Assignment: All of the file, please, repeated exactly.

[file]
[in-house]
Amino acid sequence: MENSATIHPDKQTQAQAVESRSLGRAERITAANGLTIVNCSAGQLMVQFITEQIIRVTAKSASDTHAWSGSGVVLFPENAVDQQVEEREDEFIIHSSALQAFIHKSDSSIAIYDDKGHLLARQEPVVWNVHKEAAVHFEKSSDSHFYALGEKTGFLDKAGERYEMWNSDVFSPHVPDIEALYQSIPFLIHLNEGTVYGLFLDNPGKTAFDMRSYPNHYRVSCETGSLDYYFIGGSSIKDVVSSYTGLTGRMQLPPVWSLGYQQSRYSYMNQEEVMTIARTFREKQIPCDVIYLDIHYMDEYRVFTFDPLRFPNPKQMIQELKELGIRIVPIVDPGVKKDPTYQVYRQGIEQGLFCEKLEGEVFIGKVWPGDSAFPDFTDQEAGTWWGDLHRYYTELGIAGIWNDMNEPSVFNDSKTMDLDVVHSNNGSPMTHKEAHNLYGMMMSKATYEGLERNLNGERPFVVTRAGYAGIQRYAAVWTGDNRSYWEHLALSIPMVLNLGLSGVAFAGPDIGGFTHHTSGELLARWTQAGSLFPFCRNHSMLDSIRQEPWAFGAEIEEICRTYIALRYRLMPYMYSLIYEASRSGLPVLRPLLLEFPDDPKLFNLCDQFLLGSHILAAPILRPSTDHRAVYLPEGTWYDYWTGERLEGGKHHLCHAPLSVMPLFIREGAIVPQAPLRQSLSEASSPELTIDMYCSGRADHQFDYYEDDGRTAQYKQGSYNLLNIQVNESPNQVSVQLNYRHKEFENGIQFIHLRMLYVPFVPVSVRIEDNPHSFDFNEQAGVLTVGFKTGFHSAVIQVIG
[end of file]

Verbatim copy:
[in-house]
Amino acid sequence: MENSATIHPDKQTQAQAVESRSLGRAERITAANGLTIVNCSAGQLMVQFITEQIIRVTAKSASDTHAWSGSGVVLFPENAVDQQVEEREDEFIIHSSALQAFIHKSDSSIAIYDDKGHLLARQEPVVWNVHKEAAVHFEKSSDSHFYALGEKTGFLDKAGERYEMWNSDVFSPHVPDIEALYQSIPFLIHLNEGTVYGLFLDNPGKTAFDMRSYPNHYRVSCETGSLDYYFIGGSSIKDVVSSYTGLTGRMQLPPVWSLGYQQSRYSYMNQEEVMTIARTFREKQIPCDVIYLDIHYMDEYRVFTFDPLRFPNPKQMIQELKELGIRIVPIVDPGVKKDPTYQVYRQGIEQGLFCEKLEGEVFIGKVWPGDSAFPDFTDQEAGTWWGDLHRYYTELGIAGIWNDMNEPSVFNDSKTMDLDVVHSNNGSPMTHKEAHNLYGMMMSKATYEGLERNLNGERPFVVTRAGYAGIQRYAAVWTGDNRSYWEHLALSIPMVLNLGLSGVAFAGPDIGGFTHHTSGELLARWTQAGSLFPFCRNHSMLDSIRQEPWAFGAEIEEICRTYIALRYRLMPYMYSLIYEASRSGLPVLRPLLLEFPDDPKLFNLCDQFLLGSHILAAPILRPSTDHRAVYLPEGTWYDYWTGERLEGGKHHLCHAPLSVMPLFIREGAIVPQAPLRQSLSEASSPELTIDMYCSGRADHQFDYYEDDGRTAQYKQGSYNLLNIQVNESPNQVSVQLNYRHKEFENGIQFIHLRMLYVPFVPVSVRIEDNPHSFDFNEQAGVLTVGFKTGFHSAVIQVIG